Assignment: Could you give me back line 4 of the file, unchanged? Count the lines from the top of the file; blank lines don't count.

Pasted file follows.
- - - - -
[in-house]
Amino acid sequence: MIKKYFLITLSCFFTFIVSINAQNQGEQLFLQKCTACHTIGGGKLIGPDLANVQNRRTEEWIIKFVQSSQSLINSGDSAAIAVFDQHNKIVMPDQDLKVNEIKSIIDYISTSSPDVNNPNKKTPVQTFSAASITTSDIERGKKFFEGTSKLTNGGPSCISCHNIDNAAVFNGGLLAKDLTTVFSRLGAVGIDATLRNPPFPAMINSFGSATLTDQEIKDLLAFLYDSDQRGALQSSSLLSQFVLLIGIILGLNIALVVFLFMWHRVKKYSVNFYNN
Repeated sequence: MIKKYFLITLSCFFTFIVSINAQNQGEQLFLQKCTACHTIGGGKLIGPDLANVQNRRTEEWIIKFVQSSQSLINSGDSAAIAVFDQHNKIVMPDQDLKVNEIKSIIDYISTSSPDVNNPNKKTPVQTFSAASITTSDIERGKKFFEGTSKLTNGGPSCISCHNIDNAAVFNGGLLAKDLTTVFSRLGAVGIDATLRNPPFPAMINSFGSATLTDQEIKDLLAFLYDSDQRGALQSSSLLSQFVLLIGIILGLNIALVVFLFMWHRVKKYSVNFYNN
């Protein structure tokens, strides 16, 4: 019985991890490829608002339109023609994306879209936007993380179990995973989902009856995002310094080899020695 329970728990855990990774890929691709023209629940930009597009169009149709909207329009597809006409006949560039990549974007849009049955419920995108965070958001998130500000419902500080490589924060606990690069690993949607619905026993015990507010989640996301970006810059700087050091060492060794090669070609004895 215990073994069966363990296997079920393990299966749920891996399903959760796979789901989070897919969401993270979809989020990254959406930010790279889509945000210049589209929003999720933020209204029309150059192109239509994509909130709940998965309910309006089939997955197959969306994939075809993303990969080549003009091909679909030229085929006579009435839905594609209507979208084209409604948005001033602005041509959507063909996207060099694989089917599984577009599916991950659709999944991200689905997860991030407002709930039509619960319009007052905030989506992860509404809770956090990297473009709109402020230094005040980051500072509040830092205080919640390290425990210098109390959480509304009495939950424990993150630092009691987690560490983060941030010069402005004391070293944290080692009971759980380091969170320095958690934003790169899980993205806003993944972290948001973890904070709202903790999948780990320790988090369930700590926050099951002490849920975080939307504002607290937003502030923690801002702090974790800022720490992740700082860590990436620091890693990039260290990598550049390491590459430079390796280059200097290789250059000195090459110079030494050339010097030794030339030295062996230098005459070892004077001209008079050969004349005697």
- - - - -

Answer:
């Protein structure tokens, strides 16, 4: 019985991890490829608002339109023609994306879209936007993380179990995973989902009856995002310094080899020695 329970728990855990990774890929691709023209629940930009597009169009149709909207329009597809006409006949560039990549974007849009049955419920995108965070958001998130500000419902500080490589924060606990690069690993949607619905026993015990507010989640996301970006810059700087050091060492060794090669070609004895 215990073994069966363990296997079920393990299966749920891996399903959760796979789901989070897919969401993270979809989020990254959406930010790279889509945000210049589209929003999720933020209204029309150059192109239509994509909130709940998965309910309006089939997955197959969306994939075809993303990969080549003009091909679909030229085929006579009435839905594609209507979208084209409604948005001033602005041509959507063909996207060099694989089917599984577009599916991950659709999944991200689905997860991030407002709930039509619960319009007052905030989506992860509404809770956090990297473009709109402020230094005040980051500072509040830092205080919640390290425990210098109390959480509304009495939950424990993150630092009691987690560490983060941030010069402005004391070293944290080692009971759980380091969170320095958690934003790169899980993205806003993944972290948001973890904070709202903790999948780990320790988090369930700590926050099951002490849920975080939307504002607290937003502030923690801002702090974790800022720490992740700082860590990436620091890693990039260290990598550049390491590459430079390796280059200097290789250059000195090459110079030494050339010097030794030339030295062996230098005459070892004077001209008079050969004349005697």